As an organisation, which is based on the respect for human life as the only foundation and core value of every open and successful society, the initiative considers that the participation of convicted war criminals in the public space sends a clear message that their return is welcome and accepted under a false thesis on freedom of speech.
Without disputing the importance of freedom of speech, the Youth Initiative for Human Rights asks: What about the rights of victims and why are their voices not heard? With this issue, we are focusing on the most important topic according to which the Serbian society must be determined, which is: Does a convicted war criminal, after serving a prison sentence, continue to be a war criminal?
For the Youth Initiative for Human Rights activists, this dilemma does not exist. They consider that their most important mission is the defence of democratic values, among which is the media space, which should be protected from those who have in the past violated and restrained the human rights of others. Therefore, within the framework of its activities, the initiative continues to alert the public to the need to keep the media space clean and to not allow people legally convicted of war crimes to influence public opinion.
The pervasive presence of history revision is an attempt to push the court-established facts to the background. Our society has been fighting with the consequences of disregarding the past for more than 20 years, and the initiative maintains that the roots of most of the problems lie in the fact that a clear boundary in relation to those who committed war crimes was never clearly set. Without this, the Serbian society cannot move forward and build relations with its neighbours based on reconciliation and dialogue.
So far, the most important and certainly the most significant event aimed at signalling the trend of returning war criminals to the public media space is the protest of activists at the panel discussion in Beška, Vojvodina, Serbia in January 2017, organised by the Serbian Progressive Party (SNS). One of the announced speakers was Veselin Šljivancanin, a former colonel of the Yugoslav People's Army, who was validly sentenced by the Hague Tribunal in 2010 to ten years in prison for crimes committed in Vukovar in 1991.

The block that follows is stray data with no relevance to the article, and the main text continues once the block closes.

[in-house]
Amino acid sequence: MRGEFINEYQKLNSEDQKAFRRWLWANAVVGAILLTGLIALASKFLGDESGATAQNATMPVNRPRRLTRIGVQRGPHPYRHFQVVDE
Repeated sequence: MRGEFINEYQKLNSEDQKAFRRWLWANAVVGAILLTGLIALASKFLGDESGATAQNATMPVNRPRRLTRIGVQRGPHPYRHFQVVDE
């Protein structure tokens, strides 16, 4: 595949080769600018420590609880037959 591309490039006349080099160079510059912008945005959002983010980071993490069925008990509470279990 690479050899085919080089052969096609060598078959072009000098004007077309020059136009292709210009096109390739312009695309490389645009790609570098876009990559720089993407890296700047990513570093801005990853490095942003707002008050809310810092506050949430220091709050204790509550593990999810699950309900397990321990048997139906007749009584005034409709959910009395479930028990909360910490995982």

On that occasion, the initiative’s activists decided to raise their voices, draw public attention and clearly oppose the participation of this proven war criminal at a public gathering. After the activists unwrapped a protest banner at this gathering that read: War criminals to remain silent in order to talk about the victims, the activists were strongly verbally and physically attacked.
"The attack on our activists is not just an attack on the Youth Initiative for Human Rights, it is an attack on all people who do not agree with the idea that a war criminal should be hosted in state institutions and allowed the space to spread his ideology and values and to deny the crimes," said Anita Mitić, Director of the Youth Initiative for Human Rights, at a press conference held two days after the attack in Beška.
Numerous civil society organisations (CSOs), political parties and public figures supported the initiative after this attack. A letter of support, signed by many organisations such as the Humanitarian Law Centre; Helsinki Committee for Human Rights in Serbia; Independent Journalists’ Association of Vojvodina; Women in Black; Centre for Euro-Atlantic Studies; and Lawyers’ Committee for Human Rights YUCOM, stated: "The signatories of this letter strongly condemn this brutal attack on the activists of the youth initiative, the rhetoric of the ruling party, which, instead of the perpetrators, blames the victims for violence, as well as the policy that persistently encourages the hunting of representatives of those non-governmental organisations advocating the establishment of the rule of law, the democratisation of Serbia and confronting the past."
On the other hand, the incident at the panel in Beška started an avalanche of attacks and insults in a number of tabloid media, creating an atmosphere in which they spun facts, revealed inaccurate information and systematically attacked the initiative. The daily newspaper, Informer, with its editor-in-chief Dragan J. Vučićević, was the leader of the media attacks. For days this newspaper wrote about the initiative, calling its activists "foreign mercenaries and fascists".
Due to a series of insults, untruths and defamation, the initiative filed nine lawsuits against the Informer and its editor-in-chief, which began a new stage in this fight. In anticipation of the recent start of several court proceedings initiated in connection with the case of Beška, the final court verdict will finally put an end to this case.
Not giving up the fight for the ideals of a democratic society, cooperation and reconciliation in the region remain the most important values of the initiative. The fight for a Serbia without war criminals in the media and public discourse remains a goal, which will be pursued, in the coming years. The initiative will continue to point to the negative phenomena in society and raise awareness of the topics that are left to oblivion.
This article is a part of the EU funded TACSO Project Storytelling Capacity Building Activity in which YIHR participated from March to May 2017. The TACSO Regional Office in Sarajevo organised the Storytelling Capacity Building Activity for CSOs interested in additionally improving their communication and storytelling skills. The activity included one-on-one coaching and mentoring through online channels such as Skype, Facebook and e-mail, during which time a number of topics were discussed and approached through various practical exercises.